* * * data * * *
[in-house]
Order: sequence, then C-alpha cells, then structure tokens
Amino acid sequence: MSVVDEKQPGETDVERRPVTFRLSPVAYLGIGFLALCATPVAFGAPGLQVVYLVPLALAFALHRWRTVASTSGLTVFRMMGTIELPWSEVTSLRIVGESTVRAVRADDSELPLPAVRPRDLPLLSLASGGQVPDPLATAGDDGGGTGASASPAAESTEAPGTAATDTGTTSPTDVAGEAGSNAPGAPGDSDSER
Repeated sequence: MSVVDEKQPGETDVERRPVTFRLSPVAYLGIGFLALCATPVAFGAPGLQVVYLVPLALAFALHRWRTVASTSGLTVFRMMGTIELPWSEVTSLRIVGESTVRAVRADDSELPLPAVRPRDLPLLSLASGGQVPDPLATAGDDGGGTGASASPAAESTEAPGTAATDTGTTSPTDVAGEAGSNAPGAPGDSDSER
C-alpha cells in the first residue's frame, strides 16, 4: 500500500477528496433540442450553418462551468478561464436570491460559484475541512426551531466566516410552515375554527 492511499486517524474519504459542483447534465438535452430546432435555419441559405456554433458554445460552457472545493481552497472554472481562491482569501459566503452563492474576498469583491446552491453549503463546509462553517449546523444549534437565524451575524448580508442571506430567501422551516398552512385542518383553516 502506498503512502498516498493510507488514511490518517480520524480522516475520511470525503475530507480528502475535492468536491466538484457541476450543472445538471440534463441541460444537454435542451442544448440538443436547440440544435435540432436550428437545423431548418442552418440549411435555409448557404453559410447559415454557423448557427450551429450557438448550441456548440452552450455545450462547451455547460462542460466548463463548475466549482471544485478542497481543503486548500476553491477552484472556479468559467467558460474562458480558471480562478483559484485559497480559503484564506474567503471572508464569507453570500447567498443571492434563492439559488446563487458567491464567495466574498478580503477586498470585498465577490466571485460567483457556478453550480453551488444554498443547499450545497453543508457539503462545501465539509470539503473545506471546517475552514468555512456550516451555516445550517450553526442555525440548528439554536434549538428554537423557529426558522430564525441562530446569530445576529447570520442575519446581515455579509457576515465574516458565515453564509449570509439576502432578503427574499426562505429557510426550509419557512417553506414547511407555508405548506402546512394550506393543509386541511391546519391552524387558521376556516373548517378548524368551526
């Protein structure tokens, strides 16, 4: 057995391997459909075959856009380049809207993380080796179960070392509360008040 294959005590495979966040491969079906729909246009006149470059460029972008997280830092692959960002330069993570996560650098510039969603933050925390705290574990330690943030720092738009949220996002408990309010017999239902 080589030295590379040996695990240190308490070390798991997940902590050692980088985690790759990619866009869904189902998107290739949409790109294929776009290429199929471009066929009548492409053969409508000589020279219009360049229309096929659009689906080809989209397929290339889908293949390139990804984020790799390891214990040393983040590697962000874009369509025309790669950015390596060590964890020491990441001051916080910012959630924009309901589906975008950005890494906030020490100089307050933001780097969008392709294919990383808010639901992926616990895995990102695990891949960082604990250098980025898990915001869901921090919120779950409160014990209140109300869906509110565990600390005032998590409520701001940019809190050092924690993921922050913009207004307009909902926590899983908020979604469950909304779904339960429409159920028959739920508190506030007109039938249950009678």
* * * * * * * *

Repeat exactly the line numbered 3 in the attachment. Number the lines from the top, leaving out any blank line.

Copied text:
Amino acid sequence: MSVVDEKQPGETDVERRPVTFRLSPVAYLGIGFLALCATPVAFGAPGLQVVYLVPLALAFALHRWRTVASTSGLTVFRMMGTIELPWSEVTSLRIVGESTVRAVRADDSELPLPAVRPRDLPLLSLASGGQVPDPLATAGDDGGGTGASASPAAESTEAPGTAATDTGTTSPTDVAGEAGSNAPGAPGDSDSER